Academic journal article Education Next

Finding Good Leaders

Academic journal article Education Next

Finding Good Leaders

Article excerpt

I had always planned to semi-retire into education after I had saved enough in my business career to supplement a teacher's pay. Now that I am moving from the business world to education, I read Frederick Hess's article on educational leadership ("Lifting the Barrier," Forum, Fall 2003) with great anticipation. Unfortunately, I found his arguments thin.

The article makes a number of poorly defended assertions. First, Hess argues that a principal does not need to have classroom experience to judge a teacher's performance or to mentor his charges. Teaching is much like the sales profession. Unless you have carried a bag and walked the streets, it is extremely difficult to gain the respect of the sales force. Without the ability to feel their pain, one will be long on punitive sticks and short on supportive carrots.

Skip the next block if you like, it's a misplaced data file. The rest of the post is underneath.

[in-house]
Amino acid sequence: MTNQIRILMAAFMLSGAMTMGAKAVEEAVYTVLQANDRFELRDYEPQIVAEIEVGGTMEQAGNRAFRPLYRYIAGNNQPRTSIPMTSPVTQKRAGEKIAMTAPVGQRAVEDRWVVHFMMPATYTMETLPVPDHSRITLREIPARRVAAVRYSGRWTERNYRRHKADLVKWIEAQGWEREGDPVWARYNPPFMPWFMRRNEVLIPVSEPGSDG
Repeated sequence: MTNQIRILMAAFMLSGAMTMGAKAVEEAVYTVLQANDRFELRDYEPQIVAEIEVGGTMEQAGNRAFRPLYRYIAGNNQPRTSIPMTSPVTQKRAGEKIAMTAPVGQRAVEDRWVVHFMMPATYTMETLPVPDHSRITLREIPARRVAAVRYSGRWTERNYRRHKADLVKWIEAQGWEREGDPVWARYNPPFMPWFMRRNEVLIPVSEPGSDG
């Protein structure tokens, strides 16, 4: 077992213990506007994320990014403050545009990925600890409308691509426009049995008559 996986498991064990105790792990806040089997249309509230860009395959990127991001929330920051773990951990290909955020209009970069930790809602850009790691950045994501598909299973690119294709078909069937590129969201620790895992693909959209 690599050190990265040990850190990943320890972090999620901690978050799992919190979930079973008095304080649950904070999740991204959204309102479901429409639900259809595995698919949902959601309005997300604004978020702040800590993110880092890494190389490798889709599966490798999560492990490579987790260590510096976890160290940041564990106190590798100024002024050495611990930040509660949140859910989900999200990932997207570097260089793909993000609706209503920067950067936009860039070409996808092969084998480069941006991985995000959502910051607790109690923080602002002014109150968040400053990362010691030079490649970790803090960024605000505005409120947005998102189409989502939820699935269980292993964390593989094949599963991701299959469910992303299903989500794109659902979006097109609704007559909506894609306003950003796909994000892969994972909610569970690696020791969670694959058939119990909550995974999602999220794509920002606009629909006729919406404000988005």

Second, Hess believes that graduate programs leading to an administrative certificate do not provide effective quality control. His evidence is that the standardized test scores of students earning MBAs are higher than those of doctoral candidates in the same universities' schools of education. It is clear that the higher compensation and competitive challenge available in business attracts more capable candidates; that is the state of our values, not a condemnation of our education schools. …

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